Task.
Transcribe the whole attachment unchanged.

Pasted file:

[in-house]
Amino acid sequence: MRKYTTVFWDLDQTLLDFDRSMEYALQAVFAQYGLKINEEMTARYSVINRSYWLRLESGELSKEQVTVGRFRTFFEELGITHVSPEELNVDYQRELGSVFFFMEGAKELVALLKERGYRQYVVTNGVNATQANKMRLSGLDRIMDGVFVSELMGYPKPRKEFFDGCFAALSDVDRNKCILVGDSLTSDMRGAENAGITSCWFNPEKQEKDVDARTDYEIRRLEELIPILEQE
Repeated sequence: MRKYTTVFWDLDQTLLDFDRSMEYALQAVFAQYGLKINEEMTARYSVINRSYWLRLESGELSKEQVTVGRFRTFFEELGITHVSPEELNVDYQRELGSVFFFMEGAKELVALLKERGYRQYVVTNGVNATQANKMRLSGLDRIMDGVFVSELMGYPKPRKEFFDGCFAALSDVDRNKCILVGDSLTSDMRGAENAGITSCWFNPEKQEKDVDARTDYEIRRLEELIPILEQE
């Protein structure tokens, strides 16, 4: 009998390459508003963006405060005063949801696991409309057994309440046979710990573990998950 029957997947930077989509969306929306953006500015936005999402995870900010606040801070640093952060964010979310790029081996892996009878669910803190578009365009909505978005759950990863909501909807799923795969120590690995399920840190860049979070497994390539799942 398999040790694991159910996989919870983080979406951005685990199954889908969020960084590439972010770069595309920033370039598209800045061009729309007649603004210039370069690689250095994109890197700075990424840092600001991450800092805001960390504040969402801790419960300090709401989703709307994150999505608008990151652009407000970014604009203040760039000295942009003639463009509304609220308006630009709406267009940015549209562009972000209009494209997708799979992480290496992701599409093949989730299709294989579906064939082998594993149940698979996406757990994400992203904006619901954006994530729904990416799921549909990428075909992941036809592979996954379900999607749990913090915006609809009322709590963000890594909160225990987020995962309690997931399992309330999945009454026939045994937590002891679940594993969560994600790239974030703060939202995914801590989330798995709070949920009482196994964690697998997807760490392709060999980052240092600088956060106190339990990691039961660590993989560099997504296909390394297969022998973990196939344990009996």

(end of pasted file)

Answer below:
[in-house]
Amino acid sequence: MRKYTTVFWDLDQTLLDFDRSMEYALQAVFAQYGLKINEEMTARYSVINRSYWLRLESGELSKEQVTVGRFRTFFEELGITHVSPEELNVDYQRELGSVFFFMEGAKELVALLKERGYRQYVVTNGVNATQANKMRLSGLDRIMDGVFVSELMGYPKPRKEFFDGCFAALSDVDRNKCILVGDSLTSDMRGAENAGITSCWFNPEKQEKDVDARTDYEIRRLEELIPILEQE
Repeated sequence: MRKYTTVFWDLDQTLLDFDRSMEYALQAVFAQYGLKINEEMTARYSVINRSYWLRLESGELSKEQVTVGRFRTFFEELGITHVSPEELNVDYQRELGSVFFFMEGAKELVALLKERGYRQYVVTNGVNATQANKMRLSGLDRIMDGVFVSELMGYPKPRKEFFDGCFAALSDVDRNKCILVGDSLTSDMRGAENAGITSCWFNPEKQEKDVDARTDYEIRRLEELIPILEQE
């Protein structure tokens, strides 16, 4: 009998390459508003963006405060005063949801696991409309057994309440046979710990573990998950 029957997947930077989509969306929306953006500015936005999402995870900010606040801070640093952060964010979310790029081996892996009878669910803190578009365009909505978005759950990863909501909807799923795969120590690995399920840190860049979070497994390539799942 398999040790694991159910996989919870983080979406951005685990199954889908969020960084590439972010770069595309920033370039598209800045061009729309007649603004210039370069690689250095994109890197700075990424840092600001991450800092805001960390504040969402801790419960300090709401989703709307994150999505608008990151652009407000970014604009203040760039000295942009003639463009509304609220308006630009709406267009940015549209562009972000209009494209997708799979992480290496992701599409093949989730299709294989579906064939082998594993149940698979996406757990994400992203904006619901954006994530729904990416799921549909990428075909992941036809592979996954379900999607749990913090915006609809009322709590963000890594909160225990987020995962309690997931399992309330999945009454026939045994937590002891679940594993969560994600790239974030703060939202995914801590989330798995709070949920009482196994964690697998997807760490392709060999980052240092600088956060106190339990990691039961660590993989560099997504296909390394297969022998973990196939344990009996």